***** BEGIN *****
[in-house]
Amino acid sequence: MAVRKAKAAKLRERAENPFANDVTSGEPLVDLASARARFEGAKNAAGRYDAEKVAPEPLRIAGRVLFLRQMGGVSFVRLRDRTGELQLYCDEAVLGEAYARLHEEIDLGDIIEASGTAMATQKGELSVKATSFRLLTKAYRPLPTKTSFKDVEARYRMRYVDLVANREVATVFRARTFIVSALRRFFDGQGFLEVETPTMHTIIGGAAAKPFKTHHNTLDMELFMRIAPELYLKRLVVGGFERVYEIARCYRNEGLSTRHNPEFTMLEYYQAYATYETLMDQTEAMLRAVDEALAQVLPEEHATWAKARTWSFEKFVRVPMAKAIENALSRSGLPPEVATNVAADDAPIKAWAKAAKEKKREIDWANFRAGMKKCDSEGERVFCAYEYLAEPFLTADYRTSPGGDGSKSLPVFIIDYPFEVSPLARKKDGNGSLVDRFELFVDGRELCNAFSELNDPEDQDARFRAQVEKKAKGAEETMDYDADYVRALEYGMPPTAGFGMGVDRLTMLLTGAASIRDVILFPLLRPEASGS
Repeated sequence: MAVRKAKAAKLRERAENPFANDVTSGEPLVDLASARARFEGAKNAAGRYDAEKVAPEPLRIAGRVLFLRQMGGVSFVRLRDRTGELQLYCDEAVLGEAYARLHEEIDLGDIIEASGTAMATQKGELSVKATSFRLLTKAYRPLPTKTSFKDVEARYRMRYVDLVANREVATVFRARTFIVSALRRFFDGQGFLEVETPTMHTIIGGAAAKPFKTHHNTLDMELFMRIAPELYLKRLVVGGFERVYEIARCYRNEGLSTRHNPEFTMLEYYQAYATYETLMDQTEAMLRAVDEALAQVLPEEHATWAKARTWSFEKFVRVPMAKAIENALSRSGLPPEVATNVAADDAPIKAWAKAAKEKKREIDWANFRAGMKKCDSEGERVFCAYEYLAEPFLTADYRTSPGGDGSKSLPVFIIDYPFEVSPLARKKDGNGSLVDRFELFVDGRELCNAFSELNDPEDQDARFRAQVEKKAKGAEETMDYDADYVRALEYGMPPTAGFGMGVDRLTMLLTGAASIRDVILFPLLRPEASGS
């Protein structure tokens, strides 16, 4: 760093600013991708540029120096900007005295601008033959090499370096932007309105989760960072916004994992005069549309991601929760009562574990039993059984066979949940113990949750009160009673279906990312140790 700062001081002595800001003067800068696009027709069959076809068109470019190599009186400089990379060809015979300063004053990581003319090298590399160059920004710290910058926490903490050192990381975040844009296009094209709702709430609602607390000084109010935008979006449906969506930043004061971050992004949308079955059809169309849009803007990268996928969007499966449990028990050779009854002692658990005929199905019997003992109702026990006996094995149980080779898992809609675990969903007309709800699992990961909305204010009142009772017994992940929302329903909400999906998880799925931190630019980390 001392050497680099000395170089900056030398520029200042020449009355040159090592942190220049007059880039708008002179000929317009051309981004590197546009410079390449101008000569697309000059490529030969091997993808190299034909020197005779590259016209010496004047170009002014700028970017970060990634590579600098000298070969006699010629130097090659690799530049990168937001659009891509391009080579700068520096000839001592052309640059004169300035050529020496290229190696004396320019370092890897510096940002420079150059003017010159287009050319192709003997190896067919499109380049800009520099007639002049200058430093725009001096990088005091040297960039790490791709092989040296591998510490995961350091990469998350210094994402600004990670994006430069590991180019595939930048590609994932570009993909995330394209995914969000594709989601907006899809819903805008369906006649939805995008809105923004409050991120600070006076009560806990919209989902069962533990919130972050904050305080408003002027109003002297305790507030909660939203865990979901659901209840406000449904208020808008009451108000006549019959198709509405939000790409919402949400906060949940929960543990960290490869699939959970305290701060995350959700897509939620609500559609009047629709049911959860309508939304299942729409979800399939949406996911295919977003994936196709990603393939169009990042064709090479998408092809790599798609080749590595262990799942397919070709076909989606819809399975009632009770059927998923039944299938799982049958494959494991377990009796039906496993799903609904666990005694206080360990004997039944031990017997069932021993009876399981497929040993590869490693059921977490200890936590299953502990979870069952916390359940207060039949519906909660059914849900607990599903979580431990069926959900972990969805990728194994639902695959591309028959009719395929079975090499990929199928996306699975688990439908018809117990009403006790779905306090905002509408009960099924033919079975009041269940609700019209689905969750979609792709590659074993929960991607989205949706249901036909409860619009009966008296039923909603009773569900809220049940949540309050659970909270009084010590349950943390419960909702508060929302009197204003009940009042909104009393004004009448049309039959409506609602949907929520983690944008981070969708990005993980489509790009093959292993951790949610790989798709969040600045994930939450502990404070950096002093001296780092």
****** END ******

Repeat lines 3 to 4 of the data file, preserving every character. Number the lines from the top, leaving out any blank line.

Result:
Repeated sequence: MAVRKAKAAKLRERAENPFANDVTSGEPLVDLASARARFEGAKNAAGRYDAEKVAPEPLRIAGRVLFLRQMGGVSFVRLRDRTGELQLYCDEAVLGEAYARLHEEIDLGDIIEASGTAMATQKGELSVKATSFRLLTKAYRPLPTKTSFKDVEARYRMRYVDLVANREVATVFRARTFIVSALRRFFDGQGFLEVETPTMHTIIGGAAAKPFKTHHNTLDMELFMRIAPELYLKRLVVGGFERVYEIARCYRNEGLSTRHNPEFTMLEYYQAYATYETLMDQTEAMLRAVDEALAQVLPEEHATWAKARTWSFEKFVRVPMAKAIENALSRSGLPPEVATNVAADDAPIKAWAKAAKEKKREIDWANFRAGMKKCDSEGERVFCAYEYLAEPFLTADYRTSPGGDGSKSLPVFIIDYPFEVSPLARKKDGNGSLVDRFELFVDGRELCNAFSELNDPEDQDARFRAQVEKKAKGAEETMDYDADYVRALEYGMPPTAGFGMGVDRLTMLLTGAASIRDVILFPLLRPEASGS
């Protein structure tokens, strides 16, 4: 760093600013991708540029120096900007005295601008033959090499370096932007309105989760960072916004994992005069549309991601929760009562574990039993059984066979949940113990949750009160009673279906990312140790 700062001081002595800001003067800068696009027709069959076809068109470019190599009186400089990379060809015979300063004053990581003319090298590399160059920004710290910058926490903490050192990381975040844009296009094209709702709430609602607390000084109010935008979006449906969506930043004061971050992004949308079955059809169309849009803007990268996928969007499966449990028990050779009854002692658990005929199905019997003992109702026990006996094995149980080779898992809609675990969903007309709800699992990961909305204010009142009772017994992940929302329903909400999906998880799925931190630019980390 001392050497680099000395170089900056030398520029200042020449009355040159090592942190220049007059880039708008002179000929317009051309981004590197546009410079390449101008000569697309000059490529030969091997993808190299034909020197005779590259016209010496004047170009002014700028970017970060990634590579600098000298070969006699010629130097090659690799530049990168937001659009891509391009080579700068520096000839001592052309640059004169300035050529020496290229190696004396320019370092890897510096940002420079150059003017010159287009050319192709003997190896067919499109380049800009520099007639002049200058430093725009001096990088005091040297960039790490791709092989040296591998510490995961350091990469998350210094994402600004990670994006430069590991180019595939930048590609994932570009993909995330394209995914969000594709989601907006899809819903805008369906006649939805995008809105923004409050991120600070006076009560806990919209989902069962533990919130972050904050305080408003002027109003002297305790507030909660939203865990979901659901209840406000449904208020808008009451108000006549019959198709509405939000790409919402949400906060949940929960543990960290490869699939959970305290701060995350959700897509939620609500559609009047629709049911959860309508939304299942729409979800399939949406996911295919977003994936196709990603393939169009990042064709090479998408092809790599798609080749590595262990799942397919070709076909989606819809399975009632009770059927998923039944299938799982049958494959494991377990009796039906496993799903609904666990005694206080360990004997039944031990017997069932021993009876399981497929040993590869490693059921977490200890936590299953502990979870069952916390359940207060039949519906909660059914849900607990599903979580431990069926959900972990969805990728194994639902695959591309028959009719395929079975090499990929199928996306699975688990439908018809117990009403006790779905306090905002509408009960099924033919079975009041269940609700019209689905969750979609792709590659074993929960991607989205949706249901036909409860619009009966008296039923909603009773569900809220049940949540309050659970909270009084010590349950943390419960909702508060929302009197204003009940009042909104009393004004009448049309039959409506609602949907929520983690944008981070969708990005993980489509790009093959292993951790949610790989798709969040600045994930939450502990404070950096002093001296780092």